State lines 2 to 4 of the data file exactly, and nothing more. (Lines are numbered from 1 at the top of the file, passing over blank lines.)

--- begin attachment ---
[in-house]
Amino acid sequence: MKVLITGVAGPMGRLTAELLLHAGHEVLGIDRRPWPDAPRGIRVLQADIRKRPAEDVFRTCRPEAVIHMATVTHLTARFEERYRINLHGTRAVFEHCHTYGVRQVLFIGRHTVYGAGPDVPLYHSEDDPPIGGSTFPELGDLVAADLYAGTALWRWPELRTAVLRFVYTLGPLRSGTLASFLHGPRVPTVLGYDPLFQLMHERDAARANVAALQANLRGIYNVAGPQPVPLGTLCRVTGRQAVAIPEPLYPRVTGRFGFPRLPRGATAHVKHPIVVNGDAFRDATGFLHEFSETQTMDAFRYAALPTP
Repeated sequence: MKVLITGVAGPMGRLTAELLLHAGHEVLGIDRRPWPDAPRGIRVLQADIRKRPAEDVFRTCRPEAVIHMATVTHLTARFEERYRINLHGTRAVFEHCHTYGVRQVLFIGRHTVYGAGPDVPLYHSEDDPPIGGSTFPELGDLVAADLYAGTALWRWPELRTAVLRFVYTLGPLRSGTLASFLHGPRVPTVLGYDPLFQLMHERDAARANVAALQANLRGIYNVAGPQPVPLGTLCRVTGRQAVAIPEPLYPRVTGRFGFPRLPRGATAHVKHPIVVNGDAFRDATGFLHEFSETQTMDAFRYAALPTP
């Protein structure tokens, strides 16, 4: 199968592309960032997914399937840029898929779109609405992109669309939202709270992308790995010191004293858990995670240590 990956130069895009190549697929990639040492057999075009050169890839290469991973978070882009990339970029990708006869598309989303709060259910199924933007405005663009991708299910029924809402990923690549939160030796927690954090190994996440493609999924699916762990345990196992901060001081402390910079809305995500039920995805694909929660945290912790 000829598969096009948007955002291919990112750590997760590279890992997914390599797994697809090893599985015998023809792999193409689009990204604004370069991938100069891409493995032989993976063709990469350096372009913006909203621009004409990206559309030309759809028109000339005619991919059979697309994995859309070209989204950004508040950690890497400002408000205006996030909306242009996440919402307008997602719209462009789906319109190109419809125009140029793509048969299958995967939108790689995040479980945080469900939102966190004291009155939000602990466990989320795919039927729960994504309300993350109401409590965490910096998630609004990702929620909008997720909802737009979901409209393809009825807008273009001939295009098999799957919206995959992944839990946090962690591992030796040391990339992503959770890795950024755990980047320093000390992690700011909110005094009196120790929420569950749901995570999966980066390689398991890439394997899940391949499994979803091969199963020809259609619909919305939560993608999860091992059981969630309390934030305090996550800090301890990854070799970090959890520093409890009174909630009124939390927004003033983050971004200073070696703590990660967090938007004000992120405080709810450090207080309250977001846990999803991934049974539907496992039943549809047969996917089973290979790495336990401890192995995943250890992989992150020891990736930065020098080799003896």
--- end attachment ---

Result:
Amino acid sequence: MKVLITGVAGPMGRLTAELLLHAGHEVLGIDRRPWPDAPRGIRVLQADIRKRPAEDVFRTCRPEAVIHMATVTHLTARFEERYRINLHGTRAVFEHCHTYGVRQVLFIGRHTVYGAGPDVPLYHSEDDPPIGGSTFPELGDLVAADLYAGTALWRWPELRTAVLRFVYTLGPLRSGTLASFLHGPRVPTVLGYDPLFQLMHERDAARANVAALQANLRGIYNVAGPQPVPLGTLCRVTGRQAVAIPEPLYPRVTGRFGFPRLPRGATAHVKHPIVVNGDAFRDATGFLHEFSETQTMDAFRYAALPTP
Repeated sequence: MKVLITGVAGPMGRLTAELLLHAGHEVLGIDRRPWPDAPRGIRVLQADIRKRPAEDVFRTCRPEAVIHMATVTHLTARFEERYRINLHGTRAVFEHCHTYGVRQVLFIGRHTVYGAGPDVPLYHSEDDPPIGGSTFPELGDLVAADLYAGTALWRWPELRTAVLRFVYTLGPLRSGTLASFLHGPRVPTVLGYDPLFQLMHERDAARANVAALQANLRGIYNVAGPQPVPLGTLCRVTGRQAVAIPEPLYPRVTGRFGFPRLPRGATAHVKHPIVVNGDAFRDATGFLHEFSETQTMDAFRYAALPTP
């Protein structure tokens, strides 16, 4: 199968592309960032997914399937840029898929779109609405992109669309939202709270992308790995010191004293858990995670240590 990956130069895009190549697929990639040492057999075009050169890839290469991973978070882009990339970029990708006869598309989303709060259910199924933007405005663009991708299910029924809402990923690549939160030796927690954090190994996440493609999924699916762990345990196992901060001081402390910079809305995500039920995805694909929660945290912790 000829598969096009948007955002291919990112750590997760590279890992997914390599797994697809090893599985015998023809792999193409689009990204604004370069991938100069891409493995032989993976063709990469350096372009913006909203621009004409990206559309030309759809028109000339005619991919059979697309994995859309070209989204950004508040950690890497400002408000205006996030909306242009996440919402307008997602719209462009789906319109190109419809125009140029793509048969299958995967939108790689995040479980945080469900939102966190004291009155939000602990466990989320795919039927729960994504309300993350109401409590965490910096998630609004990702929620909008997720909802737009979901409209393809009825807008273009001939295009098999799957919206995959992944839990946090962690591992030796040391990339992503959770890795950024755990980047320093000390992690700011909110005094009196120790929420569950749901995570999966980066390689398991890439394997899940391949499994979803091969199963020809259609619909919305939560993608999860091992059981969630309390934030305090996550800090301890990854070799970090959890520093409890009174909630009124939390927004003033983050971004200073070696703590990660967090938007004000992120405080709810450090207080309250977001846990999803991934049974539907496992039943549809047969996917089973290979790495336990401890192995995943250890992989992150020891990736930065020098080799003896």